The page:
Over the past several weeks I’ve hinted that I may move my website, JasonGaylord.com, over to GitHub Pages. I wanted to do this for a few reasons. The biggest reason was to focus more on delivering content and posts and less on the way something looked and how it worked. CloudScribe is a great .NET Core CMS that offers a lot of flexibility in a full featured website. However, that’s not the needs of my personal site.
GitHub Pages uses a static code generator called Jekyll. Jekyll is written using Ruby and follows the open-source Liquid template language.
Two weeks ago, I posted about migrating posts from CloudScribe to Jekyll. It’s really more than that. While I’m using the code I published for Jekyll, this process allows you to export posts out of CloudScribe and into Markdown. It may not be a bad idea to periodically do this anyway as a backup mechanism. It’s a pretty dirty and basic export process for now, but with the right care, can be updated to support more functionality.
Next, I spoke about creating a Jekyll theme from a Windows machine. There are a few minor differences creating themes from Windows as opposed to using a Linux box or Mac. Earlier this week I posted a theme that I created and is the basis for this site. The theme is called SpaacedOut and is available as a Ruby gem or a remote theme.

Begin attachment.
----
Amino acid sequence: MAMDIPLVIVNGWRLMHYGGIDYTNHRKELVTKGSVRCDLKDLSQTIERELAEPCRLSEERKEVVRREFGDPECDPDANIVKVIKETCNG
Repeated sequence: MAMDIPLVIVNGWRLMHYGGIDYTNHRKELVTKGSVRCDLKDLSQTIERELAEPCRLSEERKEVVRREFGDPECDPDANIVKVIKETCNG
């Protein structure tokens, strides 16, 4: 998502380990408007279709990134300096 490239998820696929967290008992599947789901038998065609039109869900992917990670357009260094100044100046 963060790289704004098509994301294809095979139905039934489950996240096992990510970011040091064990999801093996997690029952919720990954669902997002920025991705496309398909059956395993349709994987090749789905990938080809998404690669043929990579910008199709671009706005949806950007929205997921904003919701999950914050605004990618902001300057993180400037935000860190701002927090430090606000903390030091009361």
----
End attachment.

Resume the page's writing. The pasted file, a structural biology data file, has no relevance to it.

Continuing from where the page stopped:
One of my biggest concerns was coming up with a very basic way to schedule posts. I don’t need anything super elaborate, but I tend to write 3-4 posts at a time. So, I wanted the ability to schedule posts. Yesterday I blogged about using Travis-CI and tying that back to my GitHub repo to perform a build daily. I have setup a Travis-CI CRON job to run at 9am ET each day.
While I’ll be tweaking the site going forward, I hope you find the site to be more responsive and that it’s easier to find content. Please feel free to provide feedback.